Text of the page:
- Do you write FAST enough? (Note: The main advantage of working independently is being able to publish as many books as you want. But if it's an advantage that you don't think you want or intend to make use of, then you may be better off signing with a traditional publisher.)
- Are you comfortable with and excited about WRITING TO TREND? (Note: Imagine having watched this week's blockbuster movie and finding it so inspiring you want to write something like it, with your own twist. Imagine having read this week's NYT bestseller and again feeling so inspired by it that you want to write your own version. That's what writing to trend is all about: you're writing what's CURRENTLY POPULAR, regardless of your motivations. This used to be an ill-advised move in the past because then, we only had traditional publishing. Since it usually takes 1 to 2 years for a book to go out from the time you signed your publishing contract, there's no point writing to trend. By the time your book's out, the trend's no longer popular. BUT IT'S DIFFERENT NOW. Depending on how fast you write and how passionate, excited, challenged, and inspired you are about the trend, it's more than possible to get your next book out while the trend's still hot and readers are EAGER to pay for books that cater to that trend. Don't you want to be the author who gives these readers what they want?)
- Are you comfortable with approaching readers or reviewers about your work? (Note: I consider this as an inevitable and necessary part of self-publishing. With traditional publishing, your publicist or your publisher's marketing department will do it for you but since you're indie, you'll need to do this on your own. You'll need to come up with a system for determining which reviewers are best to approach, following them up, and monitoring reviews.)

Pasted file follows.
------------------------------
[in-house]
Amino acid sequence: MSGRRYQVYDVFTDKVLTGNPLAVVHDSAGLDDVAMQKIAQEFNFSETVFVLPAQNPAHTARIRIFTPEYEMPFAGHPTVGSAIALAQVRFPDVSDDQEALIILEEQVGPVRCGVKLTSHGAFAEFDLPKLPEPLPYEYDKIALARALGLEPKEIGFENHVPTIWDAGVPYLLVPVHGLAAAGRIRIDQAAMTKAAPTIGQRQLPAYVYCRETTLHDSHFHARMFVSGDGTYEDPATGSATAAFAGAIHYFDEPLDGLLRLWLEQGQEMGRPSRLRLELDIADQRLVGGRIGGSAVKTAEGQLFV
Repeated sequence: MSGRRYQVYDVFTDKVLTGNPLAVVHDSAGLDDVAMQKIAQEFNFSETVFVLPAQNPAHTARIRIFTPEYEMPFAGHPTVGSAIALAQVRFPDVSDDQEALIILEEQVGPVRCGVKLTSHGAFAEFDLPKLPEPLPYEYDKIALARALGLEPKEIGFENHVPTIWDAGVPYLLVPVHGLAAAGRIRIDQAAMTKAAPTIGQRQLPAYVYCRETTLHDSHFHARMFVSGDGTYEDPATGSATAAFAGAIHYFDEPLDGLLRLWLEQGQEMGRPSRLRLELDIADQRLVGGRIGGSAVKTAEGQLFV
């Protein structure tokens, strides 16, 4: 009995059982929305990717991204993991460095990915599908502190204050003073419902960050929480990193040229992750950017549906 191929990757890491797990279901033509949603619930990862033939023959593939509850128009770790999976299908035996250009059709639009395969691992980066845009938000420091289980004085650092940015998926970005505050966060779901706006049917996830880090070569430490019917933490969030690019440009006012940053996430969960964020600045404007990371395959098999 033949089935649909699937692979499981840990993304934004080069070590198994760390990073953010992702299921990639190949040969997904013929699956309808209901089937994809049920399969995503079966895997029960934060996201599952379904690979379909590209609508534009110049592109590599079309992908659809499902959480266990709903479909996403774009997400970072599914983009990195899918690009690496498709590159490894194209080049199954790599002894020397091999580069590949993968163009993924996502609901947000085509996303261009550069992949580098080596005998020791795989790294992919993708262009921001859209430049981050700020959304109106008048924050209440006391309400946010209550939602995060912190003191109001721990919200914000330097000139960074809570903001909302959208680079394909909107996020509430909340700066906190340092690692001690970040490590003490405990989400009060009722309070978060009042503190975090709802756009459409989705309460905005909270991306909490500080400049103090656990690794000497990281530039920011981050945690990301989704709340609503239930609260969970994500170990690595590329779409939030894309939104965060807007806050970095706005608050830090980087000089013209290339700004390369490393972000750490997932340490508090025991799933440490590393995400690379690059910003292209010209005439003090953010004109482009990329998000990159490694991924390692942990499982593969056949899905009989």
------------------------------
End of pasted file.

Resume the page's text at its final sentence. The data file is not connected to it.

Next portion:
- Are you READY to SPEND money on MARKETING? (Note: This is also something I consider inevitable and necessary. While there are many ways to market your book for free, in the end there are also instances when you just HAVE to pay for marketing, in order to boost your book's visibility.
- Are you FLEXIBLE? (Note: I still believe the ebook / digital publishing industry will continue to experience growing pains for quite some time, and because of that we as indie authors need to be ready to work with whatever changes that are sure to come our way. An example: KU changing its payment policies, which totally took me by surprise, but I've moved on and I'm already working on my next strategy. We can't waste time crying over spilled milk. We just need to move on, work harder, and keep writing.)
- Are you READY to face the STIGMA that still comes with SELF-PUBLISHING? (Note: People's take on self-publishing isn't as bad as it used to be in the past, and yes, I thank God for that. BUT it's not completely gone. There will still be people who won't consider you a "real" author because you don't have a book in bookstores. There will still be people who think you don't have a "real job". If you're not ready to deal with such stigma in a positive manner then you may not yet be ready to self-publish.)
Hope this helps!